Sept. 27, 2016 | One day in 1953, Henry Molaison lost the ability to form new memories. He existed entirely in the now, which made him history’s most studied man... more »

Sept. 26, 2016 | Literature helps form our beliefs. And while novels can stir outrage, they also provide catharsis, which has the effect of mollifying our politics... more »

Sept. 24, 2016 | When the milieu makes the philosopher. Descartes, Hobbes, and their contemporaries lived through the Scientific Revolution and several wars of religion. Their narratives matter... more »

Sept. 23, 2016 | Beware nostalgia and those promising to restore society to its former greatness. “Hopes can be disappointed," says Mark Lilla. "Nostalgia is irrefutable”... more »

Sept. 22, 2016 | Against everything. In a time of abundance, we impose artificial scarcity. Why? Mark Greif unpacks our elaborate restrictions on food, exercise, sex... more »

Sept. 21, 2016 | 1862 was a low point for Marx. Europe had taken a conservative turn. He was obscure and in poor health. So he pursued a new career: railway clerk... more »

Sept. 20, 2016 | Jean Cocteau was a novelist, dandy, designer, and provocateur. How to make sense of his life? A thousand-page book takes on all of his parts... more »

Sept. 19, 2016 | The early days of psychoanalysis were full of hope, overweening ambition, and an absence of scientific method. Witness to it all was Emma Jung... more »

Sept. 17, 2016 | In 1941, Gallimard was eager to publish a novel by an unknown Algerian, Albert Camus. One problem: They couldn't find any paper... more »

Sept. 16, 2016 | How have the Mitford sisters so captivated writers? Start with their wealth, wayward magnetism, antic charm, rivalry, loyalty, and political folly... more »

Sept. 15, 2016 | Literary biography meets the anecdote-proof life. Wallace Stevens loved long walks, gifts from Ceylon, and persimmons. Does knowing that help us understand his poetry?... more »

Sept. 14, 2016 | Clive James, bingewatcher. He's an incisive and discerning critic. But it's his affection for the abysmal that distinguishes his taste in television... more »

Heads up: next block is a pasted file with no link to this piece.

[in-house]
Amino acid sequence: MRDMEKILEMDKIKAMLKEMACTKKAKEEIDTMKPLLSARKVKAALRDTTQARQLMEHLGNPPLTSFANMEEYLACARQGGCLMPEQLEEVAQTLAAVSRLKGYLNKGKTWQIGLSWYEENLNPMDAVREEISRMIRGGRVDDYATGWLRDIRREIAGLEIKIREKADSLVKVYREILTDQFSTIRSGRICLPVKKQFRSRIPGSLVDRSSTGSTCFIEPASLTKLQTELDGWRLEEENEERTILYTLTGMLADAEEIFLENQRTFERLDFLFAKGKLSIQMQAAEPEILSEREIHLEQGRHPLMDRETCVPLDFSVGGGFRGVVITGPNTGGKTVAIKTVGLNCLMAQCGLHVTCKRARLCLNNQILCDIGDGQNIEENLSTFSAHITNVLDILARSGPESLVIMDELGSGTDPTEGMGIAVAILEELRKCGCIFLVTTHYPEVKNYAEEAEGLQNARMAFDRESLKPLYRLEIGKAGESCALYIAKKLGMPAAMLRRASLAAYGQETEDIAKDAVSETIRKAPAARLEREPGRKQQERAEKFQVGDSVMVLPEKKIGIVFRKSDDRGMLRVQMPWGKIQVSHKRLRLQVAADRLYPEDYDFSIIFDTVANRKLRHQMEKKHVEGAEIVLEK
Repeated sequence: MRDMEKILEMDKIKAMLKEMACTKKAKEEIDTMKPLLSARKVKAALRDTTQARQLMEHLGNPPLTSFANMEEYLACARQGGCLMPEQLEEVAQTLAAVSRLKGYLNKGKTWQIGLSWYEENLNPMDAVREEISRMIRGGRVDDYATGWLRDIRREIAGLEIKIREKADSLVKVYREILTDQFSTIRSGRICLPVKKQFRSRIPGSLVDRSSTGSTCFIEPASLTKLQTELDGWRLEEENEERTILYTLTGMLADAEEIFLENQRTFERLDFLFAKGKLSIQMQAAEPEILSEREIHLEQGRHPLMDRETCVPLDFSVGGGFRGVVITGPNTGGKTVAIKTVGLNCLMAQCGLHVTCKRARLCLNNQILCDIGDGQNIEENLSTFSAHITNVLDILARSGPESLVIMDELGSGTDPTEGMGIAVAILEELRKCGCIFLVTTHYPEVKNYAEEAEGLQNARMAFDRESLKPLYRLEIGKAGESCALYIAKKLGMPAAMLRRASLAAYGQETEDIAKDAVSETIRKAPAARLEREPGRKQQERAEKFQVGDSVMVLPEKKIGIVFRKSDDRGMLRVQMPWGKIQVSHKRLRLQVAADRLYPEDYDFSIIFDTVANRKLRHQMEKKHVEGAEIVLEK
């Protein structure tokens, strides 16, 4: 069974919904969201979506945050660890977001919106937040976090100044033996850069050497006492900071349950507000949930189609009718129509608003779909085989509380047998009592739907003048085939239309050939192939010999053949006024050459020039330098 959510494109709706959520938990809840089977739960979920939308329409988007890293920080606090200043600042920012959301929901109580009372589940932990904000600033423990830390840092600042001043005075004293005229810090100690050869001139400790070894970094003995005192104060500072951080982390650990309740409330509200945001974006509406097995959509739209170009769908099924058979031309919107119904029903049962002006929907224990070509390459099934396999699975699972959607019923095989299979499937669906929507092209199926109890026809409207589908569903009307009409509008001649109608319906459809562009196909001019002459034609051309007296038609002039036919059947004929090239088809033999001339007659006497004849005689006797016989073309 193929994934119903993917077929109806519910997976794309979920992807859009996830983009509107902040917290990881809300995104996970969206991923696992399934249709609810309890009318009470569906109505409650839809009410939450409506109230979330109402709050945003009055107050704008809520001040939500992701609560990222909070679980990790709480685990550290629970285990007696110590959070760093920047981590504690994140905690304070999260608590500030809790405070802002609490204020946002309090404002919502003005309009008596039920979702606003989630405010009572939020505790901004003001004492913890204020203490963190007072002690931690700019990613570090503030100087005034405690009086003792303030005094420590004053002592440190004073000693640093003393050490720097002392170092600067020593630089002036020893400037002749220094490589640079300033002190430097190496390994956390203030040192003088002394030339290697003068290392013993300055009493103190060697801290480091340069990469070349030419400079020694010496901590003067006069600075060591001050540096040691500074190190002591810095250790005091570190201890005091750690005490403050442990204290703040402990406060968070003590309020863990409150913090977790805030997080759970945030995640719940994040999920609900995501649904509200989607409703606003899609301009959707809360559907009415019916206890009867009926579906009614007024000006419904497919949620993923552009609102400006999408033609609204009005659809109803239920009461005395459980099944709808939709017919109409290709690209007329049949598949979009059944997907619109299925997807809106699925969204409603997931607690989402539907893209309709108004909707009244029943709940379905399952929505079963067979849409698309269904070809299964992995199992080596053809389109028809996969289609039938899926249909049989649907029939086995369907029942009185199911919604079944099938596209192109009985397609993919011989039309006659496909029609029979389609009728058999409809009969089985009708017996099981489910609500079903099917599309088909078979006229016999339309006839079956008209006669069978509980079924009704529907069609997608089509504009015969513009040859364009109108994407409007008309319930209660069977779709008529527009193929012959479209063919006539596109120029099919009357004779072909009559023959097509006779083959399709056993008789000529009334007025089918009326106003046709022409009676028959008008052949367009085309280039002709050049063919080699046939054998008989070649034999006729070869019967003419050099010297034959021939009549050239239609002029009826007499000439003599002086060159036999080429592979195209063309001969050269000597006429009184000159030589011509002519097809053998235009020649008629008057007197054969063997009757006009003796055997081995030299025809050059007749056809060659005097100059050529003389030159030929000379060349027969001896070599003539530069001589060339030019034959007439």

Sept. 13, 2016 | The struggles of August Wilhelm Schlegel. He defined Romanticism, pioneered Indology, and translated Shakespeare into German. He also managed to alienate almost everyone along the way ... more »

Sept. 12, 2016 | A world without cats. They're cute, but don't be fooled: They're a menace to animal society. Is it morally acceptable to sacrifice one species over another?... more »

Sept. 10, 2016 | Born "ordinary, hillbilly, and poor," Helen Gurley Brown made her life a monument to artifice and the belief that any problem could be redeemed by humor and an upbeat ending.... more »

Sept. 9, 2016 | The forces of reaction, on the right and the left, have shadowed European thought for centuries. Mark Lilla explores a cast of mind... more »

Sept. 8, 2016 | Campaign season: a quadrennial procession of academics advancing obtuse theories on the electorate. Here comes a Berkeley sociologist dripping condescension... more »

Sept. 7, 2016 | The desire to conclude with a clear moral can lead writers to try to bring closure. This awkwardness rarely pays off, especially when the topic is marital angst... more »

Sept. 6, 2016 | "The Grande Decoration," Monet's multipart installation project, preoccupied the last decade of his life. It was a period of vacillation, self-doubt, and selfishness... more »

Sept. 5, 2016 | Black-shag tobacco, horse dung, camphor, boiled cabbage, dishwater, body odor: What to make of George Orwell's olfactory obsessions?... more »

Sept. 3, 2016 | The founding tenets of modernity – liberalism, democracy, personal autonomy – are giving way to a new religion: Dataism. Its adherents believe in the triumph of information... more »

Sept. 2, 2016 | Tom Wolfe has long been deft at skewering the pompous, the status-seeking, the class-conscious. His new target: Darwin. Wolfe comes armed not with evidence, but with sarcasm... more »

Aug. 31, 2016 | The vanishing Christian intellectual. Auden, Eliot, Lewis, Niebuhr once dominated public discourse and dotted the covers of Time. Where are their descendants?... more »

Aug. 30, 2016 | Benjamin vs. Brecht. Their chess matches pitted the mercurial self-confidence of Brecht against the quiet focus of Benjamin. Brecht usually won... more »

Aug. 29, 2016 | There is a vast literature on Wagner: his politics, philosophical ambition, and anti-Semitism. Is it any longer possible to really hear the music?... more »

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